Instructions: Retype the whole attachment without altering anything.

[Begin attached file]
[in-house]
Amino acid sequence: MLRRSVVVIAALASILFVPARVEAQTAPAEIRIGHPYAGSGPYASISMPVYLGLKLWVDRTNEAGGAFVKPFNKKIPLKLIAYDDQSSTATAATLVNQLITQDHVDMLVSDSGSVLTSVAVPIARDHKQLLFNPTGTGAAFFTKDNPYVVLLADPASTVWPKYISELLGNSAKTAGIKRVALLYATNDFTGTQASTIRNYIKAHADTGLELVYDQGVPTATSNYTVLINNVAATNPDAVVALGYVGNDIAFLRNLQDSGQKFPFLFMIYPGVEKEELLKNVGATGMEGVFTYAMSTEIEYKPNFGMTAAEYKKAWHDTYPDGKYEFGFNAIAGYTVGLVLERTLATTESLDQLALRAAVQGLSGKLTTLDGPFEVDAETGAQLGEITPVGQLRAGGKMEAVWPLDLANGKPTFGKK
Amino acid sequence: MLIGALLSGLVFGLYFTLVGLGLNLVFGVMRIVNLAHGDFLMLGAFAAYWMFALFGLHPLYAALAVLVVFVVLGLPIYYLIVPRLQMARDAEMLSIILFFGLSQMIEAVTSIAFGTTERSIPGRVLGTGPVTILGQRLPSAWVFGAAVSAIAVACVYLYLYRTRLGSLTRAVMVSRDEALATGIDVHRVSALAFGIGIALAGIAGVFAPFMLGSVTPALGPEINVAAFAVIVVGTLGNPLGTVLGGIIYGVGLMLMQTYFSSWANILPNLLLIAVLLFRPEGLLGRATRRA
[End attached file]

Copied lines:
[in-house]
Amino acid sequence: MLRRSVVVIAALASILFVPARVEAQTAPAEIRIGHPYAGSGPYASISMPVYLGLKLWVDRTNEAGGAFVKPFNKKIPLKLIAYDDQSSTATAATLVNQLITQDHVDMLVSDSGSVLTSVAVPIARDHKQLLFNPTGTGAAFFTKDNPYVVLLADPASTVWPKYISELLGNSAKTAGIKRVALLYATNDFTGTQASTIRNYIKAHADTGLELVYDQGVPTATSNYTVLINNVAATNPDAVVALGYVGNDIAFLRNLQDSGQKFPFLFMIYPGVEKEELLKNVGATGMEGVFTYAMSTEIEYKPNFGMTAAEYKKAWHDTYPDGKYEFGFNAIAGYTVGLVLERTLATTESLDQLALRAAVQGLSGKLTTLDGPFEVDAETGAQLGEITPVGQLRAGGKMEAVWPLDLANGKPTFGKK
Amino acid sequence: MLIGALLSGLVFGLYFTLVGLGLNLVFGVMRIVNLAHGDFLMLGAFAAYWMFALFGLHPLYAALAVLVVFVVLGLPIYYLIVPRLQMARDAEMLSIILFFGLSQMIEAVTSIAFGTTERSIPGRVLGTGPVTILGQRLPSAWVFGAAVSAIAVACVYLYLYRTRLGSLTRAVMVSRDEALATGIDVHRVSALAFGIGIALAGIAGVFAPFMLGSVTPALGPEINVAAFAVIVVGTLGNPLGTVLGGIIYGVGLMLMQTYFSSWANILPNLLLIAVLLFRPEGLLGRATRRA